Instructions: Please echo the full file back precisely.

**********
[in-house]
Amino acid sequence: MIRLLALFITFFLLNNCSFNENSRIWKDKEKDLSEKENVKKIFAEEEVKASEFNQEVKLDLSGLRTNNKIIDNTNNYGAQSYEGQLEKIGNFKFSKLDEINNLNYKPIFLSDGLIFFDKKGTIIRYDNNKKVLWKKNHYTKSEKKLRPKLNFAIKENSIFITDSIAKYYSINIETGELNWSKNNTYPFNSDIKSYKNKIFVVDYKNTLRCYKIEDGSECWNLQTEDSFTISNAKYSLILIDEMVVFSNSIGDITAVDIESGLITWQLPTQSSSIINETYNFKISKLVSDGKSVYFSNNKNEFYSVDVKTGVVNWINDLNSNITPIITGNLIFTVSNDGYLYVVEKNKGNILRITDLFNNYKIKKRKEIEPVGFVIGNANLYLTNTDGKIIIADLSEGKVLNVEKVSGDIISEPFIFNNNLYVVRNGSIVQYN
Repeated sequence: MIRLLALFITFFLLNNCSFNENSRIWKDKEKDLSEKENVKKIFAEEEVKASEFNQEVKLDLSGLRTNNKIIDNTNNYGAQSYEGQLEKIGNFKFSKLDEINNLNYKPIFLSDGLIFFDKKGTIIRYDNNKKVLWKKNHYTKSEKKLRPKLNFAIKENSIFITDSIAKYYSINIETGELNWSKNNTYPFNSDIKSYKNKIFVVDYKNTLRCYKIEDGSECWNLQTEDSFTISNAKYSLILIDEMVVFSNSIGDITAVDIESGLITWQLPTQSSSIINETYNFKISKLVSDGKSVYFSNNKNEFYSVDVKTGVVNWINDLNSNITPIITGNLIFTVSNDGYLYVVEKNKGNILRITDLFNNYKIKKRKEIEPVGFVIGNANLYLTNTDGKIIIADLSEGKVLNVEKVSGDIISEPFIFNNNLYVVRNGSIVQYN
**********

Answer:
[in-house]
Amino acid sequence: MIRLLALFITFFLLNNCSFNENSRIWKDKEKDLSEKENVKKIFAEEEVKASEFNQEVKLDLSGLRTNNKIIDNTNNYGAQSYEGQLEKIGNFKFSKLDEINNLNYKPIFLSDGLIFFDKKGTIIRYDNNKKVLWKKNHYTKSEKKLRPKLNFAIKENSIFITDSIAKYYSINIETGELNWSKNNTYPFNSDIKSYKNKIFVVDYKNTLRCYKIEDGSECWNLQTEDSFTISNAKYSLILIDEMVVFSNSIGDITAVDIESGLITWQLPTQSSSIINETYNFKISKLVSDGKSVYFSNNKNEFYSVDVKTGVVNWINDLNSNITPIITGNLIFTVSNDGYLYVVEKNKGNILRITDLFNNYKIKKRKEIEPVGFVIGNANLYLTNTDGKIIIADLSEGKVLNVEKVSGDIISEPFIFNNNLYVVRNGSIVQYN
Repeated sequence: MIRLLALFITFFLLNNCSFNENSRIWKDKEKDLSEKENVKKIFAEEEVKASEFNQEVKLDLSGLRTNNKIIDNTNNYGAQSYEGQLEKIGNFKFSKLDEINNLNYKPIFLSDGLIFFDKKGTIIRYDNNKKVLWKKNHYTKSEKKLRPKLNFAIKENSIFITDSIAKYYSINIETGELNWSKNNTYPFNSDIKSYKNKIFVVDYKNTLRCYKIEDGSECWNLQTEDSFTISNAKYSLILIDEMVVFSNSIGDITAVDIESGLITWQLPTQSSSIINETYNFKISKLVSDGKSVYFSNNKNEFYSVDVKTGVVNWINDLNSNITPIITGNLIFTVSNDGYLYVVEKNKGNILRITDLFNNYKIKKRKEIEPVGFVIGNANLYLTNTDGKIIIADLSEGKVLNVEKVSGDIISEPFIFNNNLYVVRNGSIVQYN